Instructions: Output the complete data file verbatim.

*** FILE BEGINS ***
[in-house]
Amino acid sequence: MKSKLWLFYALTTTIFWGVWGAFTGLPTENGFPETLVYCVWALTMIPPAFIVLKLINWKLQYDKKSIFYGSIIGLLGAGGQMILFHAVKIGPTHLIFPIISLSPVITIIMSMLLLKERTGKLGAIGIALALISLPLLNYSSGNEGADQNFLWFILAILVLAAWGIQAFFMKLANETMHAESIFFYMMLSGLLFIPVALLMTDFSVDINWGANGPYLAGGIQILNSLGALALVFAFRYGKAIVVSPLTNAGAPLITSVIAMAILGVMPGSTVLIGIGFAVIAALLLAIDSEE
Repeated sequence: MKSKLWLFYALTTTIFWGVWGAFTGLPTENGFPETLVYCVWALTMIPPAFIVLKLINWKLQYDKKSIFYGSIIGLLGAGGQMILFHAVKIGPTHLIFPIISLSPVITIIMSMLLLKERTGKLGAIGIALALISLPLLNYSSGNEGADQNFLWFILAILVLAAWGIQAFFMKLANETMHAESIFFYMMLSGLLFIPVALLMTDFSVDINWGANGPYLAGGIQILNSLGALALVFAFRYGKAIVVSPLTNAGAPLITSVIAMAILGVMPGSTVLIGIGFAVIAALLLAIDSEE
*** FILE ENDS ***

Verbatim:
[in-house]
Amino acid sequence: MKSKLWLFYALTTTIFWGVWGAFTGLPTENGFPETLVYCVWALTMIPPAFIVLKLINWKLQYDKKSIFYGSIIGLLGAGGQMILFHAVKIGPTHLIFPIISLSPVITIIMSMLLLKERTGKLGAIGIALALISLPLLNYSSGNEGADQNFLWFILAILVLAAWGIQAFFMKLANETMHAESIFFYMMLSGLLFIPVALLMTDFSVDINWGANGPYLAGGIQILNSLGALALVFAFRYGKAIVVSPLTNAGAPLITSVIAMAILGVMPGSTVLIGIGFAVIAALLLAIDSEE
Repeated sequence: MKSKLWLFYALTTTIFWGVWGAFTGLPTENGFPETLVYCVWALTMIPPAFIVLKLINWKLQYDKKSIFYGSIIGLLGAGGQMILFHAVKIGPTHLIFPIISLSPVITIIMSMLLLKERTGKLGAIGIALALISLPLLNYSSGNEGADQNFLWFILAILVLAAWGIQAFFMKLANETMHAESIFFYMMLSGLLFIPVALLMTDFSVDINWGANGPYLAGGIQILNSLGALALVFAFRYGKAIVVSPLTNAGAPLITSVIAMAILGVMPGSTVLIGIGFAVIAALLLAIDSEE